Choose green flooring wisely for the best value
More and more homeowners are becoming conscious of the environmental impacts of their lifestyle and green remodeling is booming because of this new awareness. Now that eco-friendly housing material is affordable and practical, homeowners want to know the environmental costs of the various green flooring options in order to make the best choice for their household and the planet.
First things first, however, is to understand that no new material is 100% green, eco-friendly or environmentally conscious. Any new material is going to take energy to harvest, manufacture, finish and transport, at the very least, and almost every floor will require some type of top preserving coat. This being said, there are certain materials that are greener than others (requiring less energy in some or all of those processes) and certain recycled materials that are the greenest because they do not require new materials to be harvested or manufactured.
Greenest Flooring Options
Recycled flooring: If possible, find recycled flooring materials for your home. Recycled flooring will most likely be reused hardwoods sourced from old barns or warehouses, but can also include recycled glass, recycled carpets and some recycled tile materials, like cement and metal. These materials can find a second life as your floor, saving it from the landfill and giving your home the added charm that recycled flooring provides. Although recycled flooring is the greenest flooring option, it will still require a certain amount of refinishing and preparation work to make it suitable for use in a residence and will usually still have transportation costs associated with it.
Greener Flooring Options
Bamboo: The latest in green flooring options, bamboo flooring is at least as hard as traditional hardwoods and often harder and more durable, making it an appealing option for busy kitchens, hallways and entryways. Plus, bamboo is naturally water and mildew resistant making it suitable even for bathrooms (bamboo is also used in bathroom cabinetry). Bamboo makes an ideal green floor because the plant reaches maturity at 4-5 years, compared to hardwoods that mature after several decades, and grows continuously for perpetual harvest. While these certainly are redeeming qualities for a green floor, bamboo still requires plenty of finishing to get it to mold into a proper flooring material, including pre-treatment, preservatives, finishing coatings and shipping.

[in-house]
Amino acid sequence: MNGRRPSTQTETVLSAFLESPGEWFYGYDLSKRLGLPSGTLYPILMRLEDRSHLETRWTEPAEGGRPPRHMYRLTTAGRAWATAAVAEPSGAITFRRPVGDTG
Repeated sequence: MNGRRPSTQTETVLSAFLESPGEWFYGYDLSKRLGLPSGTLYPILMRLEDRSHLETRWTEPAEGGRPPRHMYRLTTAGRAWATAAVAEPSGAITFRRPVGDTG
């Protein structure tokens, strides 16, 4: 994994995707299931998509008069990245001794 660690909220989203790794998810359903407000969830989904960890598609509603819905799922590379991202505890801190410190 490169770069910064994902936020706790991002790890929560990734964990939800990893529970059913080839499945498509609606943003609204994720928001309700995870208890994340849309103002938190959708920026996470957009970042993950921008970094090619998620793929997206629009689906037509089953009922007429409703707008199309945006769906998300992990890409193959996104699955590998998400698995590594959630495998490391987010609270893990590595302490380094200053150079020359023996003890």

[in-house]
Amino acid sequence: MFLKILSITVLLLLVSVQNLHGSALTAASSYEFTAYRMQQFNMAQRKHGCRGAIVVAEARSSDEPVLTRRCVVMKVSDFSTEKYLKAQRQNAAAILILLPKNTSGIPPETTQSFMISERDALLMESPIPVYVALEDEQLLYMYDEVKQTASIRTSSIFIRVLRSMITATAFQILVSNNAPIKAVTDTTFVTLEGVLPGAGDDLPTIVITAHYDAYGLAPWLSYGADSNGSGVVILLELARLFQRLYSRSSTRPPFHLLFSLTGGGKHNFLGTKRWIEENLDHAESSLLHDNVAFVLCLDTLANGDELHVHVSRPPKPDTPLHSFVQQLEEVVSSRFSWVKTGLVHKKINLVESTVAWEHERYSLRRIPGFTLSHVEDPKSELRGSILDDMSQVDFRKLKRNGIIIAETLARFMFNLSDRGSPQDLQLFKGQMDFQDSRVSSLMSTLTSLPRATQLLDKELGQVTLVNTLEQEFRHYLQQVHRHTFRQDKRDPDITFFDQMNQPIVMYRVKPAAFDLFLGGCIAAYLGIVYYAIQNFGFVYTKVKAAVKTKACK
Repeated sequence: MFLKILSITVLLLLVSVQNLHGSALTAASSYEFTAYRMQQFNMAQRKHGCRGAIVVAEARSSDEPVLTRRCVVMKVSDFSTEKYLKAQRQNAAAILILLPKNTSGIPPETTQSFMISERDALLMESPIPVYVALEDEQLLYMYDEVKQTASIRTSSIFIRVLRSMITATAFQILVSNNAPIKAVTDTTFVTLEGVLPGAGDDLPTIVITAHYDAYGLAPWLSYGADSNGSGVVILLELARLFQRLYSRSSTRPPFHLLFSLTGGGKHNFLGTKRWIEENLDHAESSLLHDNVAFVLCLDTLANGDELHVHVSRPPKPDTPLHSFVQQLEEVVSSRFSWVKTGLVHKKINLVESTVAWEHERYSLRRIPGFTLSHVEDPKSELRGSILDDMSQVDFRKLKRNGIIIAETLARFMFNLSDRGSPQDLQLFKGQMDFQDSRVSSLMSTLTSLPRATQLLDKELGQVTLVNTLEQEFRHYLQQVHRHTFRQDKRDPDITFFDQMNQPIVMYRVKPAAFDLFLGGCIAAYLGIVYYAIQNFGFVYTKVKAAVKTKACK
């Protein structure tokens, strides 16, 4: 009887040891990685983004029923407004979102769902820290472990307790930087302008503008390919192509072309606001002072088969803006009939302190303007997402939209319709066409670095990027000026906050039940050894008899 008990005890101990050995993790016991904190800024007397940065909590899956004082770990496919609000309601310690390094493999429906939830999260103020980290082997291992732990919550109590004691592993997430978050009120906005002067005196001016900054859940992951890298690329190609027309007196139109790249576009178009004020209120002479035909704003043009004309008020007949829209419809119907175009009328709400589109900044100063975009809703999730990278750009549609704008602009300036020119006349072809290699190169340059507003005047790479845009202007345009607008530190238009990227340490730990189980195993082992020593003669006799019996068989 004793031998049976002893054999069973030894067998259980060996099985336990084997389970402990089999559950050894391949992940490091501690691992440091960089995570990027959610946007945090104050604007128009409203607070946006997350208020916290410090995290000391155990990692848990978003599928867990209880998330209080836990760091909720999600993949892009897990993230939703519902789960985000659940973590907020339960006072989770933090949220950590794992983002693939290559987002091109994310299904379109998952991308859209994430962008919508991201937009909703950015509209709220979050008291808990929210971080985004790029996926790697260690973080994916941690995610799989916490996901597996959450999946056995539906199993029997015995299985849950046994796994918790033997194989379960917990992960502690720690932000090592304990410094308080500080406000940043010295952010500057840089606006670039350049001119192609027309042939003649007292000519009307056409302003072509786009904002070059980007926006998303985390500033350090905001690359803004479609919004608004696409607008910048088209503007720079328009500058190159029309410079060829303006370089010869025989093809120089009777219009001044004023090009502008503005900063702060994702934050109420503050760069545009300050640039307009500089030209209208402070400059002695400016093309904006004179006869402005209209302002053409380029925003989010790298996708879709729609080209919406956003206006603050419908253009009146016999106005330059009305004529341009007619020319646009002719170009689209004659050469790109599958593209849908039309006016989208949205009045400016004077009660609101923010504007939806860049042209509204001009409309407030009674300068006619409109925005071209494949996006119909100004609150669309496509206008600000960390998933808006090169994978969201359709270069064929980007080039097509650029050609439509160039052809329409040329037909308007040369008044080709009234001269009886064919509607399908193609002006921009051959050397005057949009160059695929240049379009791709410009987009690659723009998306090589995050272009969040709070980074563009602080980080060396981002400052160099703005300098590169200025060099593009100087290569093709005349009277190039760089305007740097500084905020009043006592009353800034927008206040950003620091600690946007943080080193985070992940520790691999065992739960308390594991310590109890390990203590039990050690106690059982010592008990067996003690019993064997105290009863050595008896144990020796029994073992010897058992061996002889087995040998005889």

Cork: Cork flooring is a highly appealing option for kitchens because it’s durable and incredibly comfortable. Just like the malleable corks in wine bottles, cork flooring is soft underfoot and makes a noticeable difference when you’re standing in the same place for an extended period of time, as you would when cooking or doing dishes. Cork is uniquely harvested because it strips away a portion of the bark, leaving the tree intact, and a cork tree can regenerate its bark within a few years for a highly sustainable flooring source. Cork flooring still requires a significant amount of treatment and shipment and could need to be completely replaced if there’s ever a major leak.
Green Flooring Options:
Green Linoleum: Green linoleum is not the same material that was popular in homes 40 years ago. This new material is far more elegant, but it’s also durable and biodegradable. Popular in medical and commercial settings for its hypoallergenic and antistatic qualities, green linoleum flooring is great for kitchens and bathrooms because it’s easy to clean and soft underfoot. No toxic chemicals are used, linoleum can be applied directly on top of your existing floor or concrete, and it’s easy to install.
Sustainable Hardwood: Hardwood is and will likely always be a popular flooring option because of how traditional it is and now that there are sustainably managed and harvested forests for hardwood flooring consumers can feel better about using it. Truly sustainable hardwood comes with an independent certification right on the box; don’t be fooled by “eco friendly” or “green wood” claims on a website without verifying where your specific wood comes from or you could be paying a premium for nothing. The Forest Stewardship Council (FSC) is independent and not-for-profit, and any wood that is not certified by them is unlikely to be sustainably managed.
Wool Carpet: For a softer floor that meets your green flooring requirements, wool carpeting is a renewable, durable and non-toxic flooring material. For truly green wool carpeting, make sure it’s free of synthetic additives in the form of adhesives or chemical dyes and stain protection. Wool can truly be a sustainable green flooring material, and its immense durability ensures your carpeting will last for decades. Wool is also naturally stain and water resistant, though it’s still not a good idea to install carpeting in the kitchen or bathroom.